The History of the Red Carpet
The red carpet has ancient roots. It is first mentioned in the play Agamemnon, in 458 B.C. The hero’s wife lays out a red carpet for him to walk on upon his return, which he is unwilling to do, not feeling worthy as a mere mortal of walking the god’s walkway.
Since then, the red carpet has been used by royalty, country leaders and assorted dignitaries. As time wore on, celebrities could be found making their way over this fabled fabric, becoming synonymous with fame, celebrity, and the highest social events.
Then, in the late 20th century the red carpet started to become more entwined with fashion, celebrities wearing different, eye-catching outfits to make each event a little different. Red carpet events have become a place in which luxury brands can to promote their clothes through the celebrities who wear them, and much attention is paid to each outfit.
Clothes can be unusual, a place to explore the limits of what can be made, or have more conventional forms. Either way fashion at these events generates conversation about what is being worn, as well as the messages and ideas trying to be explored.
Social Media’s Influence on Red Carpet Events
The rise of internet and social media has made the red carpet more accessible to a wider audience. Now they can be streamed live to people who can immediately give their opinion and create conversations about what is being shown, and these opinions and conversations can influence others who may not have seen them. They generate debate about the fashion on display at the time, about what is in season, whether certain looks work, and how.
“Social media, where TV audiences and content creators alike can react and engage as if they were all sitting in the same living room. With their glitz, glamour and cultural relevance, award shows in particular provide the unique ingredients to marry content with conversation.” Nielson notes in their article ‘Award Shows are Big Winners on Social Media’
Social media can bring conversations around fashion to a wider audience, around new trends and lines, but also wider issues in the industry, such as fast fashion and its alternative models, and ways that fashion can help the environment.
Ethical fashion has become a new concern in recent years, which has affected how some people buy clothes and see certain brands. More and more there have been organisations and brands created or whose values have shifted to include more ethical principles. Red carpet events are especially influential in sparking these conversations.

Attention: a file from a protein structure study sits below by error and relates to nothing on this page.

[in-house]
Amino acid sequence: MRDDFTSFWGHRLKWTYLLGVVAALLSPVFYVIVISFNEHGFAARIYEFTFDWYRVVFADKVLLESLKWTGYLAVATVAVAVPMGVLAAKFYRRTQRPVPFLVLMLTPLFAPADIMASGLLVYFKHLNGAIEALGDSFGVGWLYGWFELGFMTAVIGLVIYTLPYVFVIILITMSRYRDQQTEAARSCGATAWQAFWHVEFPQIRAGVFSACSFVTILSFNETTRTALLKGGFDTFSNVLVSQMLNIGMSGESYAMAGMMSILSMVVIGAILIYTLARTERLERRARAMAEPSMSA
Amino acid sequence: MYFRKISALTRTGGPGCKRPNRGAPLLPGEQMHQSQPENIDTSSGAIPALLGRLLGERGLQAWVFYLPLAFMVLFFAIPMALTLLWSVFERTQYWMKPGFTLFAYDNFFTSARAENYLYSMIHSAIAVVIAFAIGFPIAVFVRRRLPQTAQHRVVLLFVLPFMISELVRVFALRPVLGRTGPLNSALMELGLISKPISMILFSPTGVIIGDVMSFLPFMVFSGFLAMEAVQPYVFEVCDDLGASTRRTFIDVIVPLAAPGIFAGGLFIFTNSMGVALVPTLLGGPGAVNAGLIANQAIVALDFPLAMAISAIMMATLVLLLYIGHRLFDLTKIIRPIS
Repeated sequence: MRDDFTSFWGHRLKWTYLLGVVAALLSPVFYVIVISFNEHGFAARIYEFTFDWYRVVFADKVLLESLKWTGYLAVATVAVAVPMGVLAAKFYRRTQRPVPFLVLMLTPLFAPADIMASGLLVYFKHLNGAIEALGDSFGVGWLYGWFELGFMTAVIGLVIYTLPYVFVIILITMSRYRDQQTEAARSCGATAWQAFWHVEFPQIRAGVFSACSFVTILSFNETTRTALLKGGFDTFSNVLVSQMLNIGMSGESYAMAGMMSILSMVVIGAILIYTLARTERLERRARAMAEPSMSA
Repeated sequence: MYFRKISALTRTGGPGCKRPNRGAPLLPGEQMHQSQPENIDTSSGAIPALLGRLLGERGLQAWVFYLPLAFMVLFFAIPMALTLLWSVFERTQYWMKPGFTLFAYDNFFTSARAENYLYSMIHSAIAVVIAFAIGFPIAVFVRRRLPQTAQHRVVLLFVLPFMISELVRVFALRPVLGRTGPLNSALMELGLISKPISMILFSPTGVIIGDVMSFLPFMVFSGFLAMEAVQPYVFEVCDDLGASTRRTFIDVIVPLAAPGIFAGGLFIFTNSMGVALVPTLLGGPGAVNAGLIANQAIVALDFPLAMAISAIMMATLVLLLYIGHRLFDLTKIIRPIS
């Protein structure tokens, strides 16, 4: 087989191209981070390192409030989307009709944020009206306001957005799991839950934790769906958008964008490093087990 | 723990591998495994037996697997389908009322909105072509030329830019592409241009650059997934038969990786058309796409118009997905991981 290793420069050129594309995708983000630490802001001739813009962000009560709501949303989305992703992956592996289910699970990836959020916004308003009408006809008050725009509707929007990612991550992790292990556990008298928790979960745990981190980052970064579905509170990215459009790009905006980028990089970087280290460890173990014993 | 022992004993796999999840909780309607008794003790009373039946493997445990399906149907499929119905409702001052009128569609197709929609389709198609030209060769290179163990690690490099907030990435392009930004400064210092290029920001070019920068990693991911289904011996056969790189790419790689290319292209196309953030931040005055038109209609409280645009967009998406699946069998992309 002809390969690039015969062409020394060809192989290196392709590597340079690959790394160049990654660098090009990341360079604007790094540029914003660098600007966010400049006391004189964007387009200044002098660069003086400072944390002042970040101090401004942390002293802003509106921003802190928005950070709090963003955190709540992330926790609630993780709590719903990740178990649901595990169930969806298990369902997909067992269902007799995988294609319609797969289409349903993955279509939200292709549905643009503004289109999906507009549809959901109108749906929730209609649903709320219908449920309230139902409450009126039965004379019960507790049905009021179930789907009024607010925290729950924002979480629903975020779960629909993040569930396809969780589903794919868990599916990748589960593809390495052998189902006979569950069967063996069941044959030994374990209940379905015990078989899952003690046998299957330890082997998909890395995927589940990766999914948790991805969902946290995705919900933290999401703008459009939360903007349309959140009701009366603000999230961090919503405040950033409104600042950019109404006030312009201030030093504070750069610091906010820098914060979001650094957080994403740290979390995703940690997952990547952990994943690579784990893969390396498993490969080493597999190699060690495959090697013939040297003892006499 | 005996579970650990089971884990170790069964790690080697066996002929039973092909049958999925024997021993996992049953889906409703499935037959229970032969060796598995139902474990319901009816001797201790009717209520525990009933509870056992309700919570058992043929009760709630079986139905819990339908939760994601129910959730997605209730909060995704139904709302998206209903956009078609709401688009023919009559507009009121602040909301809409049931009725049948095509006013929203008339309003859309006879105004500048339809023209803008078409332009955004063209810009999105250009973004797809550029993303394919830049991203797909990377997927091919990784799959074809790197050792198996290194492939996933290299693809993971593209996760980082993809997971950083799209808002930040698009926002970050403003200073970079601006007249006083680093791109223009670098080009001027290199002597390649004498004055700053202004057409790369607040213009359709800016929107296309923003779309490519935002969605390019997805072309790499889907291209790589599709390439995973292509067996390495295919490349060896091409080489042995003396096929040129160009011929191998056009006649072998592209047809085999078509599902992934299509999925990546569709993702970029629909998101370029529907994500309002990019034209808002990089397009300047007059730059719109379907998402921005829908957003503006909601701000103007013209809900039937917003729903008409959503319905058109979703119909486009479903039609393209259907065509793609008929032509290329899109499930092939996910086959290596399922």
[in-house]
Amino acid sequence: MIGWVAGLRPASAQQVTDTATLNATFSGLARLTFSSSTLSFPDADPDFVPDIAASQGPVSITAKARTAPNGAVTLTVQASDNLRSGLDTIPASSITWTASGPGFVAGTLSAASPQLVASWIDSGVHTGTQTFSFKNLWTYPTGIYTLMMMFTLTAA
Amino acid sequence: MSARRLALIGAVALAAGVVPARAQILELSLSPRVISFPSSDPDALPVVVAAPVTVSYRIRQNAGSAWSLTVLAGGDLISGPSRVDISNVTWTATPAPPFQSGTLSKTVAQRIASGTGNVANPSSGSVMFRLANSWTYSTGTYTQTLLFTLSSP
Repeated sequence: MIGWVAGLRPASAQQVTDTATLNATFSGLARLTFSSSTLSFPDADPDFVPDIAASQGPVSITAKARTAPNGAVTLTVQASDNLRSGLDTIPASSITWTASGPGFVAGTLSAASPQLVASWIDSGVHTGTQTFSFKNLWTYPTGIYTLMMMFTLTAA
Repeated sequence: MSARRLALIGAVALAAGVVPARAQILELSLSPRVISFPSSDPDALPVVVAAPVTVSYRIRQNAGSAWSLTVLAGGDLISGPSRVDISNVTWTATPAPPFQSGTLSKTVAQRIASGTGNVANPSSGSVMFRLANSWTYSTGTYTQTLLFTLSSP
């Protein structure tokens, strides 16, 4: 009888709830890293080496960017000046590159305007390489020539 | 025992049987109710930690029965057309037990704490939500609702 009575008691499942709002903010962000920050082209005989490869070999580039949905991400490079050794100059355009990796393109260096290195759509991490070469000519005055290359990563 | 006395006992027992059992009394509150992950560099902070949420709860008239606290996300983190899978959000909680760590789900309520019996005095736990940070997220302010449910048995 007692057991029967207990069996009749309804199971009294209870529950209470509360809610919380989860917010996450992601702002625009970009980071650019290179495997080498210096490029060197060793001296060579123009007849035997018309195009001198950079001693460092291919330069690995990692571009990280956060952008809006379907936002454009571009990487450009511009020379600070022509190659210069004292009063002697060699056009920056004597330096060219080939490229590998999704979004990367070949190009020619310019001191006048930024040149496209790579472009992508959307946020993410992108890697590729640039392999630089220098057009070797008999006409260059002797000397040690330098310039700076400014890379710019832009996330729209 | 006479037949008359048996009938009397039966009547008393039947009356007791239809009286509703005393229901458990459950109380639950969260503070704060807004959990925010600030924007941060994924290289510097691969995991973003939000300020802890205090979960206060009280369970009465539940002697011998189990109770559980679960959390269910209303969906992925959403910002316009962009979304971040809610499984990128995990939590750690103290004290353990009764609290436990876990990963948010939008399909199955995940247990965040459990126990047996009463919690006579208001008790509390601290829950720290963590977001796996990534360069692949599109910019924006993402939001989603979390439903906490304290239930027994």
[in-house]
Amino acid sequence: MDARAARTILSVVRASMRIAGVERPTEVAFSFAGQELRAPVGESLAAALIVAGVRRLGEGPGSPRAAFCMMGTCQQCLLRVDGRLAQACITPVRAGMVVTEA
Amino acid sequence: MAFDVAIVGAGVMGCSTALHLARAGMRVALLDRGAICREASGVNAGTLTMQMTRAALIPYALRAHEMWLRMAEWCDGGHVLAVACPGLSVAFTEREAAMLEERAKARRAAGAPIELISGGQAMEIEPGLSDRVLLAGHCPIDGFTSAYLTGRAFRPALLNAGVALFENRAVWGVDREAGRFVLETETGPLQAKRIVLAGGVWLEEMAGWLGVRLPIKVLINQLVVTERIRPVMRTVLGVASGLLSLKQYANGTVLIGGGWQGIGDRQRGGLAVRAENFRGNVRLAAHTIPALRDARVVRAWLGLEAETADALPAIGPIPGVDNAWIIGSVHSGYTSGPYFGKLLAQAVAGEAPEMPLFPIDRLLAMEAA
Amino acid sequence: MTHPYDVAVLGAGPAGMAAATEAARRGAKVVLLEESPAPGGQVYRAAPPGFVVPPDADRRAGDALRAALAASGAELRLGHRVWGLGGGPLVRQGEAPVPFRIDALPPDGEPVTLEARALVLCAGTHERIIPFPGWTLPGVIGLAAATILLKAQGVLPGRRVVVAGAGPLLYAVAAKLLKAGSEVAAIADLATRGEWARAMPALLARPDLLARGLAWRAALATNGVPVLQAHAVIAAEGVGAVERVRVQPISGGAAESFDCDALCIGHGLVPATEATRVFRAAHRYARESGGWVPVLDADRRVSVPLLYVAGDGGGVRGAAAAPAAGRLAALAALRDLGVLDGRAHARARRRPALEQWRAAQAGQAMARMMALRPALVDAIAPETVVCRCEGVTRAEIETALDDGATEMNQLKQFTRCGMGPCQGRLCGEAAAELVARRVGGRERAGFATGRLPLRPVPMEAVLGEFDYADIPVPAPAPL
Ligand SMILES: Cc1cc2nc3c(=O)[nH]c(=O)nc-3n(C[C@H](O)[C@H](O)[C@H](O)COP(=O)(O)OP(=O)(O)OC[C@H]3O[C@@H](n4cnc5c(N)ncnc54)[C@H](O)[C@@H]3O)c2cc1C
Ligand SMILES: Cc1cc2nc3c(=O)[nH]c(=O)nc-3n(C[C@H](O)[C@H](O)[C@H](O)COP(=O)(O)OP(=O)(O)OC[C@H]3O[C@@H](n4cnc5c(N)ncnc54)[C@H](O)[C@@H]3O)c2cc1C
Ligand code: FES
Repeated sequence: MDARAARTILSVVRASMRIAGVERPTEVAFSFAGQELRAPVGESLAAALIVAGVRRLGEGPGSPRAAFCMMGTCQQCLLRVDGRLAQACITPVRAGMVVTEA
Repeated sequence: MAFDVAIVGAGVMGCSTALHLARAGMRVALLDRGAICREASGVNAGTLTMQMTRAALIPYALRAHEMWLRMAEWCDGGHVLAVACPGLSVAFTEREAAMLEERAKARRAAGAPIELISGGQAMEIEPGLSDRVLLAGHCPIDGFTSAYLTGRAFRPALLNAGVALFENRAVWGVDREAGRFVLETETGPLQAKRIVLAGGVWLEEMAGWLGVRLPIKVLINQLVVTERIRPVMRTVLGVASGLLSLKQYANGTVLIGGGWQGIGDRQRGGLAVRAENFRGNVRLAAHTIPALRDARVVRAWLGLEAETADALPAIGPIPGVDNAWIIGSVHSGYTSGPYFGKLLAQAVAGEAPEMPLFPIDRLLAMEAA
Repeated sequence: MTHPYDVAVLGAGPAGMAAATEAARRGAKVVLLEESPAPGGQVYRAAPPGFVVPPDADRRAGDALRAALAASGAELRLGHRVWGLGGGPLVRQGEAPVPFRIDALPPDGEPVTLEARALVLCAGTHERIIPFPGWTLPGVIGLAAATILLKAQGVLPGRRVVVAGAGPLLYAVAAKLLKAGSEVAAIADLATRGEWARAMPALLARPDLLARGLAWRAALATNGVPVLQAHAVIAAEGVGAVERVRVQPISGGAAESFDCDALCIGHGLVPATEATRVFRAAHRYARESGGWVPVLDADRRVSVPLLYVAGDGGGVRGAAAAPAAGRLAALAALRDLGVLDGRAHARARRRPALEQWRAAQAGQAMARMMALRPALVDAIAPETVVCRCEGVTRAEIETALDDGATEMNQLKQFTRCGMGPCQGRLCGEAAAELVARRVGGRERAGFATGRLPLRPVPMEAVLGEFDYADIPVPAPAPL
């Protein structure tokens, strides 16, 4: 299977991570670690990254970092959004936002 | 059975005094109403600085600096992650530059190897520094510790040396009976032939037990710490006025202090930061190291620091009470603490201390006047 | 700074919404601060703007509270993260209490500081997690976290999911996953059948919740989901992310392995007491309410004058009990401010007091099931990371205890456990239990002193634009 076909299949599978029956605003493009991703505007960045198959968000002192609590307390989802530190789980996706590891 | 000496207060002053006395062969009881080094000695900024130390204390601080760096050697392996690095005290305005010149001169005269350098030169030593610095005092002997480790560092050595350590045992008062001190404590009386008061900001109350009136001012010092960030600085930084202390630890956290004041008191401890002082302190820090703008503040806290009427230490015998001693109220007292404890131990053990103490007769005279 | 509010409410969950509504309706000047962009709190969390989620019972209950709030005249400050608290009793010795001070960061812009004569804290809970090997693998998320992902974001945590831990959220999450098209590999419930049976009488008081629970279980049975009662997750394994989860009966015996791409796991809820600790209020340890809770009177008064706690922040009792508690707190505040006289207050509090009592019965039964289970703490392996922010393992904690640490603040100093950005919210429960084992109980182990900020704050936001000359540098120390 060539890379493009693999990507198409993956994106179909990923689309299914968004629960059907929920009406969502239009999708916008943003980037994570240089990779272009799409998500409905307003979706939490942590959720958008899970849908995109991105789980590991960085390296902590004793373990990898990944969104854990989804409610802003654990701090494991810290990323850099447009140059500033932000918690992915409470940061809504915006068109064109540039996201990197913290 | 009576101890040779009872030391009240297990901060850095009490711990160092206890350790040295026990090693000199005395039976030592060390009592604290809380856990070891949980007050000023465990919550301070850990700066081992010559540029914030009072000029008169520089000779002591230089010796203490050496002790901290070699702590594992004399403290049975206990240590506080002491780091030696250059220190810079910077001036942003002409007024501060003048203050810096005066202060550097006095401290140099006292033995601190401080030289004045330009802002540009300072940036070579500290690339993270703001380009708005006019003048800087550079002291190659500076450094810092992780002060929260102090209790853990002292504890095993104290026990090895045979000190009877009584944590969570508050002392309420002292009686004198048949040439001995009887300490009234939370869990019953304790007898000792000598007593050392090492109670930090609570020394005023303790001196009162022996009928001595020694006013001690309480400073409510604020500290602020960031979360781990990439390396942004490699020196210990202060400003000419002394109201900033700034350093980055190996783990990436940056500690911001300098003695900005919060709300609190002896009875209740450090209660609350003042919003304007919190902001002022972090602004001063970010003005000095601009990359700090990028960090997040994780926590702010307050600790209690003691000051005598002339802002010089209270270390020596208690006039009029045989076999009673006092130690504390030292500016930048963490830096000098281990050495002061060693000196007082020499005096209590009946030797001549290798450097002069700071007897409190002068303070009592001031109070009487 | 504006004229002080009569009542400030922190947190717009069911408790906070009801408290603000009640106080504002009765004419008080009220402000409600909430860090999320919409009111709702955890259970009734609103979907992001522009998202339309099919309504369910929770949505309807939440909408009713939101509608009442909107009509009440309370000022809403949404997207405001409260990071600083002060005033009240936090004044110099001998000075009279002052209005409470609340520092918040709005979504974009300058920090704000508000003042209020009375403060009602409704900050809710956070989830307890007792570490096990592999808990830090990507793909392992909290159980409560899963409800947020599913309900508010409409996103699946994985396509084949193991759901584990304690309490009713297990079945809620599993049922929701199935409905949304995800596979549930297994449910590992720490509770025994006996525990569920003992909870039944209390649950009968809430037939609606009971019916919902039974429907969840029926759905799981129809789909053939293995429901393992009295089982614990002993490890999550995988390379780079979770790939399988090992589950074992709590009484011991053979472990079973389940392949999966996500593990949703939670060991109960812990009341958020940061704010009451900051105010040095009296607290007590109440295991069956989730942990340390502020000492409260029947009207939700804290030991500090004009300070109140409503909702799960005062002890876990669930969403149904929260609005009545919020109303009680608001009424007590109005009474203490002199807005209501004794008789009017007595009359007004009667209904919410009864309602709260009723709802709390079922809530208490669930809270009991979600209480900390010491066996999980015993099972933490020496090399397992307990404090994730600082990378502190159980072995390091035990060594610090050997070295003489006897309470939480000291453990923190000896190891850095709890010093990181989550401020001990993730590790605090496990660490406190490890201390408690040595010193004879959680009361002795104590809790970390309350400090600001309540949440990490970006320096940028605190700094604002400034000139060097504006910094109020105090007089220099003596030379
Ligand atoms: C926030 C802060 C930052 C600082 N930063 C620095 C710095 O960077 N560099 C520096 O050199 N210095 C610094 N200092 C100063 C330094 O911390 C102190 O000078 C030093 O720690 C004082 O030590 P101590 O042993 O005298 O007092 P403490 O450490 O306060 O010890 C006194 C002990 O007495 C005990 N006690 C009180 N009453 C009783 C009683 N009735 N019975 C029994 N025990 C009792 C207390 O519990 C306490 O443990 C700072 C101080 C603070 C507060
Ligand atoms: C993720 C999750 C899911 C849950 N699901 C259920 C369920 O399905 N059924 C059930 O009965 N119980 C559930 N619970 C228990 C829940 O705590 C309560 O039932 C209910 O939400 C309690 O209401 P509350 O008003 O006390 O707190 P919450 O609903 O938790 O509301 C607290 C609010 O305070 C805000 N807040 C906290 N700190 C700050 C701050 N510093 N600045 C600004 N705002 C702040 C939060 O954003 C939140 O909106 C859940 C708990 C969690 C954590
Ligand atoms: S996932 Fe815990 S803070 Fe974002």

The question is – should celebrities use the power and reach they gain from these events to draw attention to social issues?
The Red Carpet and Social Awareness
There is an argument about the appropriateness of doing so; that there is a time and place for talking about social issues and these events are not it. However, these events have reach and social importance. I would argue that they are exactly the time and place to raise them, that celebrities have power and influence and could use the audience the shows gather to create awareness though what they say, be also in their actions and choice of clothing.
Celebrities have used awareness about issues they care about in the past, such as animal rights. Right now, some celebrities are bringing attention to the conversations going on in the fashion industry about sustainability, to combat climate change. Helping to bring attention to global warning by wearing sustainable fabrics is a way to bring attention to using fashion to help the environment, as is recycling looks.
For example, re-wearing clothes is still uncommon on the red carpet, enough so that it creates headlines, such as when Joaquin Phoenix announced he would be re-wearing the same suit for the entire awards season.
Though it wasn’t just him, other celebrities also re-wore dresses and suits from events in past years. Kaitlyn Dever wore the fabric Tencel, also known as Lyocell, which is made from wood pulp. The fabric is created in a sustainable manner (the trees are from specialised trees farms), from renewable resources (produced using eco-friendly products). It is created in an environmentally conscious way, which the fashion industry is starting to shift to.
The organisation Red Carpet Green Dress trying to bring sustainability to the front of conversation in the fashion industry and Good on You a website which raises consumer consciousness by rating brands on their ethics.